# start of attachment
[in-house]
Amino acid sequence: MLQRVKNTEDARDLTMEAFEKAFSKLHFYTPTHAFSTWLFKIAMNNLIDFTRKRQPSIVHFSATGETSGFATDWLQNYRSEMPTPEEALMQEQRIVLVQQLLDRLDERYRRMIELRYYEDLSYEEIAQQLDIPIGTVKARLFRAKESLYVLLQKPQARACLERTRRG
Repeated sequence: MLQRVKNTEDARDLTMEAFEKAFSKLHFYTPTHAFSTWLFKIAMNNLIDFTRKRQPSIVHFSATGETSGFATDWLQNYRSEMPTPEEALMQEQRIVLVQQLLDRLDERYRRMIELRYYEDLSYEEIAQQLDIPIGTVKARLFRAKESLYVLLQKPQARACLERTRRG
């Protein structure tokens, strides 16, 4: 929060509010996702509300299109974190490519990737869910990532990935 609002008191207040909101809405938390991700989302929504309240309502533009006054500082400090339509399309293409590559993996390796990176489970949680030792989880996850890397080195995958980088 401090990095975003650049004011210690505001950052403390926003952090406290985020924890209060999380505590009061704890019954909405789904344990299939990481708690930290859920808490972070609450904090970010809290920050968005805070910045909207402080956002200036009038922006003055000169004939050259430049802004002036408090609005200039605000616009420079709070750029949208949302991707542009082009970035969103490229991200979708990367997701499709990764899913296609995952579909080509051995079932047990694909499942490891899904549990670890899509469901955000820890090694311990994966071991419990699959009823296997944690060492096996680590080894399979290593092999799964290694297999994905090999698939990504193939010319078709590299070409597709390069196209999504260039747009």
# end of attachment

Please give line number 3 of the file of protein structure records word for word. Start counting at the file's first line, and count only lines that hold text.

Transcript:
Repeated sequence: MLQRVKNTEDARDLTMEAFEKAFSKLHFYTPTHAFSTWLFKIAMNNLIDFTRKRQPSIVHFSATGETSGFATDWLQNYRSEMPTPEEALMQEQRIVLVQQLLDRLDERYRRMIELRYYEDLSYEEIAQQLDIPIGTVKARLFRAKESLYVLLQKPQARACLERTRRG